hope, 2009 with shadows from below

Because the clouds have depth, they cast shadows, depending on the direction of the light source (sunlight in this case).

In other news: it is spring out there! Let’s hope that in traditional Toronto fashion, the weather does not revert to winter again. I am ready to scale back from my heavy winter coat. and I took Sukie to High Park, which was veritably infested with thankful Torontonians, soaking up the sunlight and looking at swans, ducks, geese and woodpeckers. It seems my friends are scheming about housing right now. Change is afoot.

I had kind of planned to go to the craft swap at Freedom Clothing... but I think I might try to tackle Project Darwin instead. Though I feel like I should be outside.

Thursday, March 12, 2009

hope and rosehips

Last night I went and saw Coraline in 3D with Reynardin and Faunalia which we all really enjoyed. I remarked that a lot of love went into making that movie.

Faunalia claimed that thoughts of spring are wrong, my maple tree is falsely optimistic to be budding- it will snow again, and lo, this morning there is snow. I'm blaming Faunalia. ;)

So "hope" as a theme has been theme co-opted by all and sundry of late. However it has come up twice recently in invitations to me to donate art to raise funds for cancer research and associated charities - one place where hope is precisely the right theme.

Last year I made a 4" x 4" (10 cm by 10 cm) 'chunky page' for alteredmommy's collaboration on the theme of hope. Initially she intended to auction the book to raise funds for the cancer society. She decided to feature the book at the auction but donate it directly to a cancer survivor. This year she has invited people to contribute a chunky page once again. She will make a wall hanging to auction to raise funds for the Cancer Society. She herself is a cancer survivor.

Yesterday, I got a lovely (& lengthy) message on etsy from local musician Erin Lang. She is involved in raising funds for a lymphatic cancer charity called the Hibiscus Fund For Hope. In her words, "they do really amazing things for people going through cancer treatment in terms of helping to have their families with them if they can't afford to be there and paying for drugs that are not covered by OHIP and things like paying for daycare when a low income or single parent family suddenly find they have to be at the hospital everyday.. and so many more things.." She decided to start an associated music and arts group called Hibiscus and Rosehips to do a series of fund-raising events. She's lined up a long list of musicians* and bands (local "quirky original artsy folksy" indie bands from Toronto and Montreal and some international) who are donating songs for a CD. There will be Folk Tea Party/Bake sale with live music and the CD release and local crafts, on Sunday April 19th in the afternoon. 100% of all says will go to the charity.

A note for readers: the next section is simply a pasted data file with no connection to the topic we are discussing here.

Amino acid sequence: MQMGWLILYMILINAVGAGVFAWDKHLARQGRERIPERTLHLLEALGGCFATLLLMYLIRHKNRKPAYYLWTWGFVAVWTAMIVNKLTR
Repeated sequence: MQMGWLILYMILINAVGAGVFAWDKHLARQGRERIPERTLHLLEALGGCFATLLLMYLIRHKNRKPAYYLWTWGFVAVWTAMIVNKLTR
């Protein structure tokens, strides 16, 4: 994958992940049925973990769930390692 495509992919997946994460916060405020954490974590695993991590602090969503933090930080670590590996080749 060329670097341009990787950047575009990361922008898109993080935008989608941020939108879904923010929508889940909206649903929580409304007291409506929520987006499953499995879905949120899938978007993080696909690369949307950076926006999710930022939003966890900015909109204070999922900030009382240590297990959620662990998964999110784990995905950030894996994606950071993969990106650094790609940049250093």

So, I will be donating some art for this event. I appreciate that they help the families of those with lymphoma. Money for research is important, but until we learn how to grapple with these diseases, it is the families who need immediate help. I thought some of you might be interested in also participating, or donating, or baking, or giving art. It's a very pleasurable way of giving (through creating).

*Some of the musicians involved:
Timber Timbre
Luxury Pond
The Youngest
Owl Eyes
Kite Hill
Jesse Smith
Roger O'Donnell

Wednesday, March 11, 2009

Urban Dodo

More pillows!
Urban Dodo pillow
This pillow front is a patchwork of my hand-printed lino block dodo on handwoven Thai gray silk floral, a cotton print urban scene of many buildings in white on brown and dusky rose upholstery fabric. One of a kind.
reverse of dodo pillow
Dodo on silk detail
I like how my lino block printed dodo turned out on the handwoven silk floral fabric. I think of the pink flower like a parasol for dodo.
tentacle and flower detail
The brown fabric is from the R. & F.'s neighbour Snoflake and Dagg's excess fabric sale.

Monday, March 9, 2009

Walrus dreams of dinner...

I made a new pillow:
walrus pillow
This is the front with a patchwork of my "Winter Walrus" lino block, printed in brown and blue on striped white-on-white canvas, with a sushi print cotton, corduroy in lime and blue fabric.

The reverse shows a blue whale lino block print on lavender cotton, green cotton print and grey pin-striped fabric, with the minouette label block printed on a goldfish-print cotton (care of Reynardin - thanks R.!).

walrus and whale pillow

And in a new and creative entry in the "Injuries Which Only Happen to minouette" file, I managed to cut myself while photographing this pillow. Yes, I know. You have never heard of someone injuring themselves while photographing a pillow. This is how it's done: I wanted more light, so I detached my angle-lamp from my craft table and held it while photographing. Then I propped it up to use two hands on the camera. Then it fell over, shattering the lightbulb. I unplugged it and picked up the pieces. Then I noticed the blood. Clearly my fear of electrocution is stronger than my foresight about gravity and the dangers of cut glass. I'm telling you, not everyone can injure themselves with such creativity and regularity as I. It's an acquired skill, but I can't recommend it.